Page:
Schu­mer said that the “sil­ver lin­ing in this cloud” is that maybe now, after this, “we can go back to the old way of le­gis­lat­ing.” (By Matt Ber­man)

UP­DATE (6:56 p.m.): Ted Cruz: “This Deal Em­bod­ies Everything About the Wash­ing­ton Es­tab­lish­ment that Frus­trates the Amer­ic­an People”

Com­ing to the Sen­ate floor Wed­nes­day night, Cruz knocked the Re­id-Mc­Con­nell deal as “ter­rible,” largely re­play­ing his pre­vi­ous lines on Obama­care, and its ef­fects on premi­ums, seni­ors, and single moth­ers. Again, Cruz cited Jimmy Hoffa and the Team­sters.

“Today, the United States Sen­ate is say­ing: you don’t have a voice in Wash­ing­ton,” Cruz said. “This is a ter­rible deal.” 

Cruz also knocked Sen­ate Re­pub­lic­ans for not stand­ing united with House Re­pub­lic­ans “against the train-wreck that is Obama­care.” Cruz said that it is “heart­break­ing” that Sen­ate Re­pub­lic­ans dir­ec­ted their “can­non-fire” at House Re­pub­lic­ans. 

But, Cruz wanted to end on an en­cour­aging note for his sup­port­ers.”Wash­ing­ton is broken, but the an­swers are go­ing to come from the Amer­ic­an people.”

“This is a ter­rible deal today, but it is a ter­rible deal for the Amer­ic­an people…but we’re go­ing to turn this around.”

Cruz’s com­ments on the floor echoed those he made earli­er today on talk ra­dio:

On @marklev­in­show, Cruz said Sen­ate GOP should have been the cav­alry. “In­stead, they be­came the Air Force bomb­ing our own troops.”

— Steven Port­noy (@steven­port­noy) Oc­to­ber 16, 2013

(By Matt Ber­man)

UP­DATE (6:47 p.m.): What’s Hap­pen­ing in the Sen­ate?

The vote is so far tak­ing a bit longer to hap­pen then was pre­vi­ously thought. But sen­at­ors are now back on the floor, with Saxby Cham­b­liss, R-Geor­gia, cur­rently speak­ing on, of all things, how to pro­cess ter­ror­ists.

We should be get­ting there… (By Matt Ber­man)

UP­DATE (6:20 p.m.): A Deal For Wash­ing­ton D.C.?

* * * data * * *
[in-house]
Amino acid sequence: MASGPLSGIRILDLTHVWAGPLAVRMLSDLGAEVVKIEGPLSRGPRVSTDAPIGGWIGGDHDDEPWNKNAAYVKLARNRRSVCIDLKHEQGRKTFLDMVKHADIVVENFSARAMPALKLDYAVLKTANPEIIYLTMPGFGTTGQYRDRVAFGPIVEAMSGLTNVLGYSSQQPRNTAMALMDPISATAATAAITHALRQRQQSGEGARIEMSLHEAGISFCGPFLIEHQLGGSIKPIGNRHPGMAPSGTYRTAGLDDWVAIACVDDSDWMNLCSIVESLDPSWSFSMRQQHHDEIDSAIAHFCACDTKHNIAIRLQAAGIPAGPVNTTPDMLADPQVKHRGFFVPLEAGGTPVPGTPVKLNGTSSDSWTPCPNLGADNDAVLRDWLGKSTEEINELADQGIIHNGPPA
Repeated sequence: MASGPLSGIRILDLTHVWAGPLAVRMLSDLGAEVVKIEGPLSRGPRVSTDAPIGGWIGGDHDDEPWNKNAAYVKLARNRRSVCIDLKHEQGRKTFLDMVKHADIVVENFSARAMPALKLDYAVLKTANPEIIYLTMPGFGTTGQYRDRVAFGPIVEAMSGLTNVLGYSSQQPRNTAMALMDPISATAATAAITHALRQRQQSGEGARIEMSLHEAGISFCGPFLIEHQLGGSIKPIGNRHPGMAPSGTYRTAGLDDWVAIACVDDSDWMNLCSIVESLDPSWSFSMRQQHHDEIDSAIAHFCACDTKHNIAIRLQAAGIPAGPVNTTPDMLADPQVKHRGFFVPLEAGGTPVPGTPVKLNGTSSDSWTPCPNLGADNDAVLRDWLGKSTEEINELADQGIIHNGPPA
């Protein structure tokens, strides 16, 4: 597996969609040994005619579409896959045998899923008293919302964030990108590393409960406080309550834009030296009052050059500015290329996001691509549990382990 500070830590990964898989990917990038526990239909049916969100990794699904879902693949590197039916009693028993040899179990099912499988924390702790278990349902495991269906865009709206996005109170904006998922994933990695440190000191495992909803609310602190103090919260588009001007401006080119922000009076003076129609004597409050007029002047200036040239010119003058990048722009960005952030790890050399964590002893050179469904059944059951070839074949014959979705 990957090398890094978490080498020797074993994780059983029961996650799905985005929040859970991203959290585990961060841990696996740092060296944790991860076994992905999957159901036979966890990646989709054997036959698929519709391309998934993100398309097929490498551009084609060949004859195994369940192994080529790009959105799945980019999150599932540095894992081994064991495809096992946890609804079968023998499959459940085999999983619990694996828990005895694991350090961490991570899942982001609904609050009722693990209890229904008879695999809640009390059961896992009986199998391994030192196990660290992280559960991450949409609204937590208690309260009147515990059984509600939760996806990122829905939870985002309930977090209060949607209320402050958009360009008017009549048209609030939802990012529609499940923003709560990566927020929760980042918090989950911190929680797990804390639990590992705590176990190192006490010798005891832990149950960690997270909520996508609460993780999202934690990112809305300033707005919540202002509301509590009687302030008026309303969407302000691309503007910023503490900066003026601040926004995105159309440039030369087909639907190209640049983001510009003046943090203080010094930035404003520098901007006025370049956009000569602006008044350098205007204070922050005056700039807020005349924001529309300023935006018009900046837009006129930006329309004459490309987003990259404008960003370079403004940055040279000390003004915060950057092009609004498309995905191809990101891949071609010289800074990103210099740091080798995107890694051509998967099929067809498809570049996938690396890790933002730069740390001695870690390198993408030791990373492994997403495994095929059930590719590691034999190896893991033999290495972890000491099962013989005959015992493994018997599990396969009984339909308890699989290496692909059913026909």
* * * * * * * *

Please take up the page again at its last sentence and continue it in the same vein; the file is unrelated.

The Wash­ing­ton Post‘s Mike De­Bonis found something po­ten­tially big in the Red-Mc­Con­nell plan:

D.C. wins full-year spend­ing au­thor­ity in Hill shut­down deal, ac­cord­ing to draft bill circ’d by Re­id’s of­fice. Story soon.

— Mike De­Bonis (@mik­ede­bonis) Oc­to­ber 16, 2013

Here’s the re­levent text from Sec­tion 127 of the bill:

“Not­with­stand­ing any oth­er pro­vi­sion of this joint res­ol­u­tion, the Dis­trict of Columbia may ex­pend loc­al funds un­der the head­ing ”Dis­trict of Columbia Funds” for such pro­grams and activ­it­ies un­der title IV of H.R. 2786 (113th Con­gress), as re­por­ted by the Com­mit­tee on Ap­pro­pri­ations of the House of Rep­res­ent­at­ives, at the rate set forth un­der ”Dis­trict of Columbia Funds — Sum­mary of Ex­penses” as in­cluded in the Fisc­al Year 2014 Budget Re­quest Act of 2013 (D.C. Act 20—127), as mod­i­fied as of the date of the en­act­ment of this joint res­ol­u­tion.”

And here’s the full story from the Post. Over­all, this would mean that if a shut­down hap­pens again next Janu­ary, D.C. would be able to use its own funds to keep the city up and run­ning.

UP­DATE (6:05 p.m.): Some De­tails From the Bill

From the bill (which you can read in full here):

So, all this bill re­quires on Obama­care veri­fic­a­tion are re­ports from HHS & OIG. No ac­tu­al change in the pro­cess.

— Sam Baker (@sam_baker) Oc­to­ber 16, 2013

The bill also grants full back-pay to all shut­down fur­loughed work­ers at their “stand­ard rate.”

UP­DATE (5:56 p.m.): Full Text of the Plan to End the Shut­down and Raise the Debt Ceil­ing

Read it all here.

UP­DATE (5:35 p.m.): Sen­ate Set to Vote Around 6:00 P.M.

That’s per Re­u­ters.

UP­DATE (4:08 p.m.): House GOP Lead­er­ship To Vote For the Deal

While many House con­ser­vat­ives are still ex­pec­ted to op­pose the Sen­ate’s plan, more Re­pub­lic­ans than had been an­ti­cip­ated earli­er in the day are now ex­pec­ted to help pass it.

Dur­ing a closed-door meet­ing of House Re­pub­lic­ans Wed­nes­day af­ter­noon, all of the House GOP elec­ted lead­er­ship team said they would vote for the meas­ure. That’s dif­fer­ent from the fisc­al cliff pack­age that Boehner al­lowed on the House floor on New Year’s, when both Ma­jor­ity Lead­er Eric Can­tor, R-Va., and Ma­jor­ity Whip Kev­in Mc­Carthy, R-Cal­if., un­der­cut the speak­er by bolt­ing and vot­ing against the meas­ure.

That meas­ure passed, any­how, with most Demo­crats join­ing some Re­pub­lic­ans in sup­port.

On Wed­nes­day night, as many as 60 House Re­pub­lic­ans are ex­pec­ted to back the Sen­ate debt-ceil­ing pack­age, in­clud­ing Can­tor and Mc­Carthy. And House Demo­crats say they will be joined by nearly all of the mem­bers of their 200-mem­ber caucus — mean­ing there will likely be more than enough votes to pass the bill.

In the af­ter­noon closed-door meet­ing with rank-and-file Re­pub­lic­ans, Boehner was giv­en a stand­ing ova­tion, and mem­bers said he told them, es­sen­tially, “we will live to fight an­oth­er day.” (By Billy House)

UP­DATE (3:47 p.m.): Her­it­age Ac­tion: Vote Against the Sen­ate Plan